Short putting fault fixer video

Clive Tucker provides some short putting fault fixer tips, as he addresses the most common mistakes from close range on the greens.


Golf Monthly Top 25 coach Clive Tucker provides some short putting fault fixer tips, as he addresses the most common mistakes from close range on the greens.



Short putting fault fixer

Being solid from short range is essential if you want to shoot good scores. Here are four keys to work on so you can turn good ball striking into great scoring.

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Developing a good, instinctive feel on the green is key but to putt well you need a stroke that delivers consistency. One of the most important elements to get right is the connection between your arms and body.

As your upper body rocks back and though, your arms need to be linked to that movement. Get it right and the path of your stroke will have the consistency it needs to convert short putts time and again. A great drill is to put two gloves or empty ball sleeves (as I am using here) under your arms.

Do not squeeze your arms, your normal set up should hold them in place. Swing the putter back and through, keeping the sleeves in place. If you can avoid the chicken wing shown here, you’ll keep the putter working on a great path.


Pace drill

When it comes to putting, there is an important balance you need to strike. You need to hit the ball hard enough so that it rolls strongly towards the hole without being knocked off line by any imperfections on the green but not too hard as to make the effective size of the hole smaller.

A great drill designed to help you develop the right pace is to place your wedge in front of the hole as shown here.

Get the pace right and the ball pops up, dropping into the centre of the hole. Too soft and it won’t get there, too hard and it will jump the hole.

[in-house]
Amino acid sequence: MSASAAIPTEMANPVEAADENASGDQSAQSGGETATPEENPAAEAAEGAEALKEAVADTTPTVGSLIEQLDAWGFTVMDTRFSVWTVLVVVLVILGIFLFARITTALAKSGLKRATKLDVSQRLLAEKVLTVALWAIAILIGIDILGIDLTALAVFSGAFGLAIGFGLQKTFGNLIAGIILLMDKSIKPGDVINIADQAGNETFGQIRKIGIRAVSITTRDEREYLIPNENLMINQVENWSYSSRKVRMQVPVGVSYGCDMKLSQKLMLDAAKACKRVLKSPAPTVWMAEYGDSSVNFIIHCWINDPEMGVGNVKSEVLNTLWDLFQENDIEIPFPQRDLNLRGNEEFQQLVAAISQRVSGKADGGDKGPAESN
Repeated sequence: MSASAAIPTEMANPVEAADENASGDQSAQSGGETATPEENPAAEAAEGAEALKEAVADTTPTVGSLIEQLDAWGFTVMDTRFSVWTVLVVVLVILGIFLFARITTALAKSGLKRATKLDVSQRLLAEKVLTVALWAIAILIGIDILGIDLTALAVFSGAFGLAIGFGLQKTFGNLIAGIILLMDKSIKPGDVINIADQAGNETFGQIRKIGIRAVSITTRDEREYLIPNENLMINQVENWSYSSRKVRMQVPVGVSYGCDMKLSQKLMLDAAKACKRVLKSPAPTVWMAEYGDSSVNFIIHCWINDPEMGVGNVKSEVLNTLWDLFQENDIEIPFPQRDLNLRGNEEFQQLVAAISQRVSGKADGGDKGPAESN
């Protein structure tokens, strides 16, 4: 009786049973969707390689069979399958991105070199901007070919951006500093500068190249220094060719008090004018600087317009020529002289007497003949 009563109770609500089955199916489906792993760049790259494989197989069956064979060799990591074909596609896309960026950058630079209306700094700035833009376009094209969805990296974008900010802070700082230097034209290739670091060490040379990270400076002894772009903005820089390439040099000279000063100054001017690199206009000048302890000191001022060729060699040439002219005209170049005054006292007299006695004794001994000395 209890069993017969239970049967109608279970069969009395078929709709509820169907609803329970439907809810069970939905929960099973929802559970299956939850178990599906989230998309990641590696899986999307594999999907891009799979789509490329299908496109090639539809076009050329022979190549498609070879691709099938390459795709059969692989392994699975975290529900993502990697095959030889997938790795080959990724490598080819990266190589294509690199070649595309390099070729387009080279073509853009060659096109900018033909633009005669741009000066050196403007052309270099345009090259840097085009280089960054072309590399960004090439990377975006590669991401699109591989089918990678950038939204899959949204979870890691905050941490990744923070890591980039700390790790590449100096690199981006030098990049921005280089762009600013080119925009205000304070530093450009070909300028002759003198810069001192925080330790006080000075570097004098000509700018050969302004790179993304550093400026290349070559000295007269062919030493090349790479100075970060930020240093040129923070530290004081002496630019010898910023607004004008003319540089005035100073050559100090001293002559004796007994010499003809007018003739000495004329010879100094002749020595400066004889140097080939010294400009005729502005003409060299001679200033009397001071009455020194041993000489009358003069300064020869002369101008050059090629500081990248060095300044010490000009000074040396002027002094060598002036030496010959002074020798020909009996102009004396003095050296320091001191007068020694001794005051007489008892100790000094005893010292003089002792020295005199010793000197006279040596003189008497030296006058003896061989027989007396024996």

Hand action

Perhaps the biggest fault I see among amateurs is too much wrist action. To putt well from short range, especially under pressure, you need to rely in the bigger muscles to control the stroke.

If your hands are too active, you’ll lose the pace and path of your stroke. Place a ball between your wrists at address and make a series of practice strokes.

If your wrists are too flicky either in the backswing or the through swing the ball will drop down.


Aim check

Aiming correctly is harder than it might seem. Players can sometimes set up open or closed for years without knowing.

If you want to develop a consistent stroke, you need proper alignment – both with the club head and your body. Start by drawing a line on your ball.

Find a straight putt and line this up with the centre of the hole. Now get a couple of club shafts or sticks to check your body alignment. Take your normal address position to check whether you are perfectly square.

This is one of those keys that every player, professional or amateur, needs to check from time-to-time as minor mistakes here can lead to consistently missed putts.

Shot on location at Oceanico Amendoeira, Portugal by Mark Newcombe

Thomas Patrick Clarke
Sports Digital Editor

Tom Clarke joined Golf Monthly as a sub editor in 2009 being promoted to content editor in 2012 and then senior content editor in 2014, before becoming Sports Digital Editor for the Sport Vertical within Future in 2022. Tom currently looks after all the digital products that Golf Monthly produce including Strategy and Content Planning for the website and social media - Tom also assists the Cycling, Football, Rugby and Marine titles at Future. Tom plays off 16 and lists Augusta National (name drop), Old Head and Le Touessrok as the favourite courses he has played. Tom is an avid viewer of all golf content with a particularly in depth knowledge of the pro tour.